The confusion lies with those who occupy the rarefied air in the Whitten Building. As Dr. Hagen knows, the food safety advocates have repeatedly told her that the proposed rule to privatize poultry inspection is a big industry give-away. Under the proposed rule, each poultry plant will set the testing protocol and USDA will not approve those new procedures in advance. Company employees beholden to the companies that employ them will replace independent USDA inspectors on the slaughter line and will be hard-pressed to slow-down or stop the lines as chicken carcasses whiz by them at 175 birds per minute because the bottom line will not be food safety but the company’s bottom line. The proposed rule explicitly states that company employees do not have to be trained before they take over USDA inspector jobs. USDA inspectors receive classroom training and on-the-job training to become proficient in poultry slaughter inspection. What is even more remarkable is that the background information supplied by FSIS that accompanied the proposed rule shows that for the latest salmonella testing data available, the salmonella rates of poultry slaughtered in the pilot plants using the privatized inspection model (called HIMP) was actually higher when compared to the salmonella rates in those comparably-sized plants using conventional USDA inspection. The risk assessment that accompanied the proposed rule conceded that no judgment could be made as to whether campylobacter rates would go up, down or remain the same using the the privatized inspection model. It is also interesting that Dr. Hagen does not reveal in her piece that the latest salmonella verification testing data posted by her agency shows that two of the HIMP pilot plants — the Tysons plant in Clarksville, Arkansas and the Golden Rod Broilers plant in Cullman, Alabama — failed to meet her agency’s salmonella performance standard. I do not see any FSIS press releases announcing that those plants will be kicked out of the HIMP pilot or made ineligible to continue using the privatized inspection model under the proposed rule.

    Food safety advocates have repeatedly told Dr. Hagen that if the real goal of FSIS was to reduce food borne pathogens in poultry, then it needed to have enforceable pathogen performance standards. FSIS does not have the legal authority to shut down a plant that does not meet the government’s salmonella or campylobacter performance standards. USDA needs to go to Congress to request that authority. The FDA Food Safety Modernization Act gives FDA the authority to have enforceable pathogen performance standards for the foods it regulates. Unfortunately, FDA currently does not have performance standards and at the pace it is taking the Obama Administration to implement that new law, it will be decades before those performance standards are set. But FSIS does have performance standards now and it does not have the legal juice to enforce them.

    The inspection system in the proposed rule will rely on Public Health Information System (PHIS) to guide the agency in its inspection decisions. Let me break the news to you: PHIS does not work and the $82 million that was spent to develop it was a waste of money. Besides receiving daily e-mails about problems with the system, I recently interviewed 27 FSIS inspectors in-depth about their experiences with PHIS. They reported a myriad of problems with PHIS, but two in particular stuck out to me. First, the sampling software does not work properly. Second, some of their supervisors are instructing them to record tasks into the system that were not actually performed because of pressure from up above to make it appear that PHIS is working. One cannot have a “data-driven” inspection system if you have no data or fraudulent data upon which to make inspection decisions.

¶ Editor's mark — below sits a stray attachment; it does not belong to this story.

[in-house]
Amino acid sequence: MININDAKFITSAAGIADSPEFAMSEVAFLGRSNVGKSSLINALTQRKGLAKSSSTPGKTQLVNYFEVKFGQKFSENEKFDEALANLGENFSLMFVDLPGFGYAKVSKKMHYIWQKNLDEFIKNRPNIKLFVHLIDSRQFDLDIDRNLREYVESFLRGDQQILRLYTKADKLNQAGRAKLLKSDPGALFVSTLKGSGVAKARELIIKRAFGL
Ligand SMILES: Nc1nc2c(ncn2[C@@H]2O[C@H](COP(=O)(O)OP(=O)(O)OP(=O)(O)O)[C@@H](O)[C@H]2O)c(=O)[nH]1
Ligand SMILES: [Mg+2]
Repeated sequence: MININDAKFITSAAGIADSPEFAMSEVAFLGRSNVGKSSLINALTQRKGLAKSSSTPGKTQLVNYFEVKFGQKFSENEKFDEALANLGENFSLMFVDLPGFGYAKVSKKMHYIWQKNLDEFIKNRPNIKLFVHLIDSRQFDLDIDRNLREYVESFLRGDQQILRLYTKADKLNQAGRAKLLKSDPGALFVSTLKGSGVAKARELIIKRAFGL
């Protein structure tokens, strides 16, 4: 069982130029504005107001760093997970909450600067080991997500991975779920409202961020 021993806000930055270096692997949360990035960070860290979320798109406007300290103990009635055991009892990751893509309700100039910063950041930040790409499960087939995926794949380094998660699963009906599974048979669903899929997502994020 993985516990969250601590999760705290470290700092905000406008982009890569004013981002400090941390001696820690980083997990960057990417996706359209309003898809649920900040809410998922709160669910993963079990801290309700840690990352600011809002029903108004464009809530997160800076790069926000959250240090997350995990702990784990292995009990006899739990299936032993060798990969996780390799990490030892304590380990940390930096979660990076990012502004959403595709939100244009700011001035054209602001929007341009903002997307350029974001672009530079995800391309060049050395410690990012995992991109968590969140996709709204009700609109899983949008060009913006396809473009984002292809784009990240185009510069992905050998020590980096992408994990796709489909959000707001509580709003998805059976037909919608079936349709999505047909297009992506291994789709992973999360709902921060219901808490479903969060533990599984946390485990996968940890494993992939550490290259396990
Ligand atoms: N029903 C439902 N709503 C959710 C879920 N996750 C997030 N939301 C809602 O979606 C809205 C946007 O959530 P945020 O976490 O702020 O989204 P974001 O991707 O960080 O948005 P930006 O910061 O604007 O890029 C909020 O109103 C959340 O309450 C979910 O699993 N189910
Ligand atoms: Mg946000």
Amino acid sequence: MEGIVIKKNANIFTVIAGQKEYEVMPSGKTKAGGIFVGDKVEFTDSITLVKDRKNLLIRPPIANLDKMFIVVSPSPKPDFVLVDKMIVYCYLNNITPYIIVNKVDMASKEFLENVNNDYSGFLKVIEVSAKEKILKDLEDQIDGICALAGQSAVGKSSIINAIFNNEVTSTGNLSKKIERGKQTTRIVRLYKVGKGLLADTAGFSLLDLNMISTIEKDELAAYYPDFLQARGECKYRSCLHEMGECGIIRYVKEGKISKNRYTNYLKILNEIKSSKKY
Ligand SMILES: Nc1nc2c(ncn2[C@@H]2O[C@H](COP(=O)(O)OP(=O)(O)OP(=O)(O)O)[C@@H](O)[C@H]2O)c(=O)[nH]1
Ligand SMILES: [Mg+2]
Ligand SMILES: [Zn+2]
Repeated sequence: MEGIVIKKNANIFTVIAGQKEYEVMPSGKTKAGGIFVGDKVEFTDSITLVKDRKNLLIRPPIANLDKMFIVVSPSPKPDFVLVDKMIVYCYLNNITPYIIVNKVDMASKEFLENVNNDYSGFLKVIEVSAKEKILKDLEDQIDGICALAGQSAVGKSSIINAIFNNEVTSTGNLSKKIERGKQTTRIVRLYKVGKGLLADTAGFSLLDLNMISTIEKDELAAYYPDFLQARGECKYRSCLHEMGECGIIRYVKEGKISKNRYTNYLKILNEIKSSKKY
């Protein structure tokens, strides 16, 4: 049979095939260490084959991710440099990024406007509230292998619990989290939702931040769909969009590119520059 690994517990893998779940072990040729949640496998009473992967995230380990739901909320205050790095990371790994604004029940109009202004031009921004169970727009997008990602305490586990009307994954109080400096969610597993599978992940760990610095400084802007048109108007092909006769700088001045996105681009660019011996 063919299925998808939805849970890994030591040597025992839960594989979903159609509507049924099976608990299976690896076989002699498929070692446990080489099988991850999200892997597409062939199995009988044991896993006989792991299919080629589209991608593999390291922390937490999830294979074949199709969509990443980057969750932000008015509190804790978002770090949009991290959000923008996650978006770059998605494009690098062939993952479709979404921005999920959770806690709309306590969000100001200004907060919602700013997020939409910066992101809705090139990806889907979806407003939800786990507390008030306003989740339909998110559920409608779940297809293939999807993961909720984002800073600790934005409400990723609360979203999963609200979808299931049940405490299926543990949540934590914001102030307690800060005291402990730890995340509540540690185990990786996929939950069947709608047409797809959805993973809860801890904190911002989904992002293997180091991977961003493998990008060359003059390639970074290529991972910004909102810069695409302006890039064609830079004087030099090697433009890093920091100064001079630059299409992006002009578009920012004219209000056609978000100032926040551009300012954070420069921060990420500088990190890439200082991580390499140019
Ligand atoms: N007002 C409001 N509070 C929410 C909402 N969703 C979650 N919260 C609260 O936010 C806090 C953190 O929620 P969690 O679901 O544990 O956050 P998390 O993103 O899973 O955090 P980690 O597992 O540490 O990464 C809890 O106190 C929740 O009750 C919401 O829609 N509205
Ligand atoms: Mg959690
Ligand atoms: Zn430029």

I will defer to the experts on the worker safety issues to respond directly to Dr. Hagen’s assertions on the health and safety issues posed by the proposed rule, but I would like to remind everyone that I tried to work in one of the HIMP plants as a company poultry sorter to experience what it was like to work in one of those plants. I was rebuffed by both Dr. Hagen and the poultry industry. I also applied to work as a temporary FSIS inspector in one of the HIMP plants, but I was rejected as being “overqualified.” I would strong recommend that Dr. Hagen and the other advocates of the proposed rule within the agency work on the slaughter line in a HIMP plant for a few weeks to see what it is actually like. Don’t rely on those phony two-hour VIP tours that the industry likes to give in those plants. Before passing judgment on what is safe or not, you should really experience what it is like to work in those plants.

    For all of these reasons, the Obama Administration needs to withdraw the proposed rule and send an amended appropriations request to Capitol Hill to restore funding to FSIS for FY 2014 so that FSIS inspectors are kept on the job to protect consumers. It should also send proposed legislation to Congress giving FSIS the legal authority to enforce pathogen performance standards.

  • doc raymond

    The Union will lose 750-800 members if this is enacted. That is about $400,000 in dues annually. Mr Corbo, Dr Hagen is being open and honest, so I ask you, do you receive any compensation from the Union? And if so, how much and for serving in what capacity?
    It is past time to look at the overall success in the HIMP plants and move forward. Your own Food and Water Watch was quoted last week in a Mother Jones story that the number one problem in HIMP plants was a higher rate of dressing failures, such as feathers. I have never seen a feather on chicken I have bought at retail. If I did I simply would not buy that brand again. Dressing issues are quality control, not food safety issues. Feathers won’t kill me, but salmonella might. You can slow line speeds all you want, but give an inspector an hour for each bird and they still won’t see Salmonella if it is present. Let’s put the inspectors in positions to use their brains and protect us and stop using tax dollars to pay them to look for feathers and broken bones, doing quality control for the industry. .

  • doc raymond

    Excellent OpEd. Thanks, Dr. Hagen, and thanks FSN for posting it.

  • James

    The irony is that OIRA probably subjected this epistle to more intense scrutiny than was applied to your agency’s fundamentally flawed proposed rule.

  • Doc Charles

    As anyone who works or has worked in a poultry slaughter plant knows, the only time FSIS inspectors look for feathers and broken bones is when they are working the floor and performing finished product standard testing at a station positioned past online inspection. The inspectors who perform online inspection are responsible for identifying pathology (septicemia, toxemia, airsacculitis, hepatitis, pericarditis, synovitis, etc.) and having it removed from the food chain. To say, as Dr. Hagen and Mr. Almanza have said many times, that the job performed by online inspectors is that of identifying dressing defects is both insulting and very inaccurate.

  • moises benmuhar

    Good for the overall health of
    USA population regarding poultry but what about the other foods specially those that are packaged in USA and come from other countries where sanitation practices are not to par with
    USA STANDARDS. In many instances products do not show country of origin.WE ARE AT THE MERCY OF IMPORTERS,PACKAGERS,
    In this Globalized Planet we
    must protect our CITIZENS FIRST and then The business
    catering to the population !!